From the photographer who took and sold the picture to the major publication that continues to profit from it, numerous parties have stood to gain from its insidious screen presence. Krystall is not, alas, one of them. By the time she was able to contact the photographer, before his untimely death in 2019, the situation was out of his hands — and out of control. Meanwhile, the Condé Nast-owned Glamour has continued to update the year of the article on skin oils where it’s featured

over,

and over,

and over again.

(It is clear that what’s good for the SEO is grist for the mill).

Our heroine was thus trapped in an algorithmic hex that no one had been able to resolve — until now, when smart contract technology and a radical art project will make it possible for her to finally save face through the minting of Curse, a unique NFT that proves how “any sufficiently advanced technology is indistinguishable from magic.” And magic it is, as the sale of this NFT — a new, hypostatic photo of Krystall in state of the art 3D imaging — is the transaction required to lift the curse by establishing a new covenant between the model and her visage.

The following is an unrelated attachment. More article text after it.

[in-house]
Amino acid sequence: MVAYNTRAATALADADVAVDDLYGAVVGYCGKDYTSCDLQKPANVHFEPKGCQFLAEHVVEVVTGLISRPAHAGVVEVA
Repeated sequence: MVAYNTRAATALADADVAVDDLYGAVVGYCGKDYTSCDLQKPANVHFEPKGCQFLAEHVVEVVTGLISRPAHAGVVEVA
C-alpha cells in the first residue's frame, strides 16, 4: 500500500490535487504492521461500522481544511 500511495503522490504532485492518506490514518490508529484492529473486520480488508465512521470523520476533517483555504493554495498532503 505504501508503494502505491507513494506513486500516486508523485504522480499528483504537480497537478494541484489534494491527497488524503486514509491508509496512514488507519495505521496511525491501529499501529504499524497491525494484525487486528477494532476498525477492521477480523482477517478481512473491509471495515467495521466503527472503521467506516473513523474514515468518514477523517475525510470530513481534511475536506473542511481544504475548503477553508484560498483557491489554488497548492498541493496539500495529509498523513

The reclamation will take place on several levels. To begin with, Krystall will receive recompense for the years in which her face has been misused. More importantly, she will regain authority and authorship over her story. The Girl Who Lost Her Face can now become The Girl Whose Face Was Won. Even should the stolen image subsist indefinitely at #1, it will at last be credited as hers, as well as associated and, in due course, subordinate to its triumphant iteration.

Krystall cannot, alas, perform this operation on her own.

To transubstantiate the curse into a blessing, Accursed Share has teamed up with the world-class 3D scanning and visual effects wizards at PROTAGON (Marvel, Industrial Light and Magic) to create an NFT of singular conceptual and aesthetic power with unparalleled production values.

This story also needs a hero, in the guise of a collector who can execute our heroine’s reconnection to what’s rightly hers.